So just to finish off, three other members of our six member climbing team tomorrow will be Jake Norton, still photographer, also Everest climber – twice. And Gerry Moffat, who’s also climbed Everest before, he’s one of the videographers. And John Griber, who will also be joining us. He’s also shooting video and he has also climbed Everest and is a very competent mountaineer. So we have a very strong six member team going up the mountain tomorrow.
Dave Hahn and his client are going to hang back for a few days.
Just finishing that dispatch. So as a community we all worked on the helicopter pad today which was a great event. And tomorrow six of us are going to move up the mountain; myself, Peter Whittaker, Melissa Arnot and our three cameramen. And I’ll mention their names as well. Jake Norton, long time RMI guide and still photographer.
Hi Everyone. Ed Viesturs reporting here for Greatoutdoors.com. Here at Everest base camp, the evening of April 17th.
Tomorrow the majority of our team will head up to Camp I. Myself, Peter Whittaker, Melissa Arnot, some camera people and we are planning to be leaving here in the morning around 4:00 o’clock in the morning to climb up through the Icefall and then get to Camp I where we will spend the day and spend the night. If I feel good enough tonight I will also make the journey all the way back up to Camp II and back to Camp I.
This is the second of our acclimatization trips.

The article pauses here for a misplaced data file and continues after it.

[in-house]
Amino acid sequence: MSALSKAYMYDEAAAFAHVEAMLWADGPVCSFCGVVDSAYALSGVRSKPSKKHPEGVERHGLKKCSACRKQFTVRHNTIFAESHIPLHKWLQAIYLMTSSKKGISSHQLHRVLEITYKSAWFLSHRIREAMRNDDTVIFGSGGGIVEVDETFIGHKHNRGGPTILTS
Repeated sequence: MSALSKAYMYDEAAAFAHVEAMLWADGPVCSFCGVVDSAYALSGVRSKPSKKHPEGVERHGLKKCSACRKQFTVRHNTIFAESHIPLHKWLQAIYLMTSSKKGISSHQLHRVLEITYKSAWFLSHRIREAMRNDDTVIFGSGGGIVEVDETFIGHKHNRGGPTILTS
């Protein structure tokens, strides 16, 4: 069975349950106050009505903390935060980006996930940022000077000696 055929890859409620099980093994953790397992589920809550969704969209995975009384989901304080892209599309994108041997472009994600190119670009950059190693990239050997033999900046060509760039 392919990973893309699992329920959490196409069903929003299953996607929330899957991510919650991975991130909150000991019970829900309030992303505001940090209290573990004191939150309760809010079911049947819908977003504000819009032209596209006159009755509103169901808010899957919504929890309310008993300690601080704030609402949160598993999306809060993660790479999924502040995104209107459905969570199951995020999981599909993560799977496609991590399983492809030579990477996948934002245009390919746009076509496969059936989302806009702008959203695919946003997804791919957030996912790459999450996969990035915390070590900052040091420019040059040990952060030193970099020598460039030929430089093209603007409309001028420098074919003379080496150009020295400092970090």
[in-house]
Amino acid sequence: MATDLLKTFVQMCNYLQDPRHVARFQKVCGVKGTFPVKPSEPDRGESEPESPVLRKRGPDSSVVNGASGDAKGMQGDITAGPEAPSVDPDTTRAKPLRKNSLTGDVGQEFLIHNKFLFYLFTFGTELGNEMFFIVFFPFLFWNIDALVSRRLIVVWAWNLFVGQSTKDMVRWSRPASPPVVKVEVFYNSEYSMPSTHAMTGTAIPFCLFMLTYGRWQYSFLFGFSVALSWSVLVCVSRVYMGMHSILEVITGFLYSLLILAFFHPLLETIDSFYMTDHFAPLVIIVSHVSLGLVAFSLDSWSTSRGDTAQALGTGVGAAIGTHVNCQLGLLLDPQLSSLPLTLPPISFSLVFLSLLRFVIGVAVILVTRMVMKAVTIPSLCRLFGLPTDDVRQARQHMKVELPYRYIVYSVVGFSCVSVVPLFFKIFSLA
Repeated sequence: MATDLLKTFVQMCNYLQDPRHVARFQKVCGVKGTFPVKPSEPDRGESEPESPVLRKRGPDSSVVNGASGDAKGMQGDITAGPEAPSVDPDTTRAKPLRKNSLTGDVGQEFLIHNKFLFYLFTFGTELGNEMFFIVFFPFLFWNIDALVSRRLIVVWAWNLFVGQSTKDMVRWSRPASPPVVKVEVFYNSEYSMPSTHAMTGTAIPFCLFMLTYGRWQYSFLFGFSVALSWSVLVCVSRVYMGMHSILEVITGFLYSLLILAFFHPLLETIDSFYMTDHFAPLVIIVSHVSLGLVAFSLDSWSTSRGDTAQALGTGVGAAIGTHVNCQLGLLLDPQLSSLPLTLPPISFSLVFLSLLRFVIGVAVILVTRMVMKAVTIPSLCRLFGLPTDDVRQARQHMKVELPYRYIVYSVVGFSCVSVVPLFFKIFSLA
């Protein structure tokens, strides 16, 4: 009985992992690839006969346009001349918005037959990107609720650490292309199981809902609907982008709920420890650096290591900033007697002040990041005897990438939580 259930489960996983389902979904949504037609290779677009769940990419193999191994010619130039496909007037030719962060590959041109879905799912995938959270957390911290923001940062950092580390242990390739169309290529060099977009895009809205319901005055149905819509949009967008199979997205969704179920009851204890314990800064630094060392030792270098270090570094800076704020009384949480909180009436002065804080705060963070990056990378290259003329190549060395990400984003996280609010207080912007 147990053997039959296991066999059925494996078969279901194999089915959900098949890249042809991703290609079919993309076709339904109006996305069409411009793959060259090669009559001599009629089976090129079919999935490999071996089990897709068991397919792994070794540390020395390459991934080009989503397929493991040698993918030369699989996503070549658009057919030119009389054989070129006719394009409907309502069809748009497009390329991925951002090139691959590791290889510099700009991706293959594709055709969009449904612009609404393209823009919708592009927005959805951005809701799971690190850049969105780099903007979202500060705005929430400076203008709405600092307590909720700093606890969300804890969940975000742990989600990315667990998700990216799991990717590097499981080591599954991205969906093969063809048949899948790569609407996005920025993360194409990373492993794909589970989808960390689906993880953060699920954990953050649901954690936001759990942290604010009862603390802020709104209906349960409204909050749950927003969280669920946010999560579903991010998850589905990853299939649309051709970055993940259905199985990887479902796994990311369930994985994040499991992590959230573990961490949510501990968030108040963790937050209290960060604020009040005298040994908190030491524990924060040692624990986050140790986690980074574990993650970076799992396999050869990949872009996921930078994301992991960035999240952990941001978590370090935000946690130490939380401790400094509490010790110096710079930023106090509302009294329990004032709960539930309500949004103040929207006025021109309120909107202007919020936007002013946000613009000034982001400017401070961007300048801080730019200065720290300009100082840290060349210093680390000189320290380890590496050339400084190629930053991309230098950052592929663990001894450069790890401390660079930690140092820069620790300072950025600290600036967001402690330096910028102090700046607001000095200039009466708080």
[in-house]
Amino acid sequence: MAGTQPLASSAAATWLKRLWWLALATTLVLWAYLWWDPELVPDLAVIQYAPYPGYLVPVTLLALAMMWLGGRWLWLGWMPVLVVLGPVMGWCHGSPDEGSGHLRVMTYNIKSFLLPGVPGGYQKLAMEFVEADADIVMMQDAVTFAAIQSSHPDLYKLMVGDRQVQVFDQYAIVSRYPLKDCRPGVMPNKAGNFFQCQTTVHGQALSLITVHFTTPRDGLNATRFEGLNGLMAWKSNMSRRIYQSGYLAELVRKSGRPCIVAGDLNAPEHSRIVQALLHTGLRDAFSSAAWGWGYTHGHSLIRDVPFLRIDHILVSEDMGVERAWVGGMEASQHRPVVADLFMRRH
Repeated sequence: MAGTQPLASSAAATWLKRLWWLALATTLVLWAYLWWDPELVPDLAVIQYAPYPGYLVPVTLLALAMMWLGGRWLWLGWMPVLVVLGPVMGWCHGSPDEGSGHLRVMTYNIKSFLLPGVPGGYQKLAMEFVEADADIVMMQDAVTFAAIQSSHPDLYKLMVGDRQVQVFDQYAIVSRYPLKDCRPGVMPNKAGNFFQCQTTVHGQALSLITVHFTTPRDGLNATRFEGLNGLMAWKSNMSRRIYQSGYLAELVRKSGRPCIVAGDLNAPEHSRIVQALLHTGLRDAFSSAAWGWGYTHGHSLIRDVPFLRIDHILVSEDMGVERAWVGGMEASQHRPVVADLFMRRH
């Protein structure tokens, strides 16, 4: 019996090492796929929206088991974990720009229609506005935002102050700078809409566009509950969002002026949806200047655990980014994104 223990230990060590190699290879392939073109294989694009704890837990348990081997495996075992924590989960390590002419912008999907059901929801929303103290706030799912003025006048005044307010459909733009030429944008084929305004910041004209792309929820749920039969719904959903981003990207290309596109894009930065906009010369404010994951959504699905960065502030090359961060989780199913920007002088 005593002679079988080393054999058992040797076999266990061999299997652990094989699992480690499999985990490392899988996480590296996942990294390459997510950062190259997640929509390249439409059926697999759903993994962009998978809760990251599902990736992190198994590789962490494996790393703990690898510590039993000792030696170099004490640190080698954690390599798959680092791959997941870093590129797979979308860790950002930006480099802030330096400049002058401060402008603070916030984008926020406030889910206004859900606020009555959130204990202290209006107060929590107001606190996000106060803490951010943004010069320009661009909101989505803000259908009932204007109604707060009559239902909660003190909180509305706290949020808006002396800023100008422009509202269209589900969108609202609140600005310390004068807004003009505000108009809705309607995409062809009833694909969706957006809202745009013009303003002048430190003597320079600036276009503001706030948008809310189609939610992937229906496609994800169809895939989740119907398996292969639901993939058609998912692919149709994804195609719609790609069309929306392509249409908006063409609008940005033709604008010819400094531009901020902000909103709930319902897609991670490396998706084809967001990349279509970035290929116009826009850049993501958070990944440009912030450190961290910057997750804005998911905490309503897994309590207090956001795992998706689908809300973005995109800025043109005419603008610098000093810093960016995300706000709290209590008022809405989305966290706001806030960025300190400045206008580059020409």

The weather’s been good. Today we had a good day here at base camp organizing our gear. We also had another community event. There’s a Himalayan Rescue Association Clinic that is stationed here at base camp. And about 150 of us spent a couple of hours today throwing rocks in the effort to help build a helicopter platform here at base camp in the event that someone needs a rescue, a helicopter can fly in and the pilot will have a flat and safe…(satellite transmission failure)
Hi Everyone. It’s Ed Viesturs. The evening of, April 16th; still here at Everest base camp.
We have changed our plans slightly. We were hoping to go and move to Camp I tomorrow on the 17th, but in consulting with our sherpa team we have delayed a day and decided that we will move instead to Camp I on the 18th and from there we will go to Camp II on the day after and stay there for two or three days for acclimatization.
A lot of our decisions are based not only what we want to do but what our sherpa team asks us to do as well. They are integral to what we’re doing here. They are highly experienced and many times we have to defer to them as far as what is in place up high on the mountain and what we’re able to do. And they didn’t feel comfortable yet with us moving to Camp I or Camp II and also felt that the route between Camp I and Camp II wasn’t quite yet established. So we’re going to wait another day here tomorrow at base camp and then move up to Camp I on the 18th.